Comey’s firing on Tuesday triggered a new wave of Russia-related turbulence.
His removal was perceived as a blow to the independence of the bureau’s ongoing investigation of possible collusion between the Trump campaign and Russia. Current and former U.S. officials said that even if that probe remains on track, Comey’s ouster serves broader Russian interests.
“They feel pretty good overall because that’s a further sign that our political system is in a real crisis,” said Eugene Rumer, a former State Department official who served as the top intelligence officer on Russia issues from 2010 to 2014. “The firing of Comey only aggravates this crisis. It’s now certain to be more protracted and more painful, and that’s okay with them.”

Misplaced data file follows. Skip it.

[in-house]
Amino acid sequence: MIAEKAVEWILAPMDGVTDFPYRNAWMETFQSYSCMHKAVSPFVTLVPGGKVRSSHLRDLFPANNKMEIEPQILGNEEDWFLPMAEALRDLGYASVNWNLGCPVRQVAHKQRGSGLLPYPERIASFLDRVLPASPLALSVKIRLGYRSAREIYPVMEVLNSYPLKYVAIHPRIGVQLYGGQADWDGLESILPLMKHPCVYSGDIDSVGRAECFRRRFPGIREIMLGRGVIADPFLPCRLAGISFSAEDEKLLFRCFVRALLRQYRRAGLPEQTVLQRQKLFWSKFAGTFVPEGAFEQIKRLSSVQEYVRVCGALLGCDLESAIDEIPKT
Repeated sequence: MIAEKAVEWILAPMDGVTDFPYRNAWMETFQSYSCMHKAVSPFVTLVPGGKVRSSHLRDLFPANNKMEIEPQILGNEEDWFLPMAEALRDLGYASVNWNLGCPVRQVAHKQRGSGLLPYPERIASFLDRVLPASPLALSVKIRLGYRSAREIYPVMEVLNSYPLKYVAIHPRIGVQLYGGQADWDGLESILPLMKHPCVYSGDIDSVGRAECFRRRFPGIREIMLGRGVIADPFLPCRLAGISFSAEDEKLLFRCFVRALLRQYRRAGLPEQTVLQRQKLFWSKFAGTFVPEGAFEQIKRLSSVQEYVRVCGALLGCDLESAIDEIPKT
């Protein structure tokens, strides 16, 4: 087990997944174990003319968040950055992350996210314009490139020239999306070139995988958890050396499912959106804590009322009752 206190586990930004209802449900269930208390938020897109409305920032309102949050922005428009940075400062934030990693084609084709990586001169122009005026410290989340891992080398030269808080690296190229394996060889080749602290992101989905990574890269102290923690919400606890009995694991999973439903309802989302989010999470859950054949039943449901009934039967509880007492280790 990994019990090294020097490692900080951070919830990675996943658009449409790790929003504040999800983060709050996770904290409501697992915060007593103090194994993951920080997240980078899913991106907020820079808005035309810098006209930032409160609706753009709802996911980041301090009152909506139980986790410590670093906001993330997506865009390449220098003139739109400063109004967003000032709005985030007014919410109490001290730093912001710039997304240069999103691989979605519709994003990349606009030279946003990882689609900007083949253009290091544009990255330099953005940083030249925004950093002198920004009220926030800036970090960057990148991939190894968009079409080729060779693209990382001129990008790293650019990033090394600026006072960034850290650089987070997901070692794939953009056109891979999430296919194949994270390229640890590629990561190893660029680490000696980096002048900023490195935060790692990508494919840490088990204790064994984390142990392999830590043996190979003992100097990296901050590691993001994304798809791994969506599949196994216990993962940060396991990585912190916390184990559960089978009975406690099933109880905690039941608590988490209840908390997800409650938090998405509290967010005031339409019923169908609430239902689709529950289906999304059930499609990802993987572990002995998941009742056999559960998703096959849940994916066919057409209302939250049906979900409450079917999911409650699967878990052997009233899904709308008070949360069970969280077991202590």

And leftist James Clapper:
“The Russians have to be celebrating the success of . . . what they set out do with rather minimal resource expenditure,” Clapper said. “The first objective was to sow discord and dissension, which they certainly did.”
Clapper went further in interviews on Sunday, saying that U.S. institutions are “under assault” from Trump and that Russia must see the firing of Comey as “another victory on the scoreboard for them.”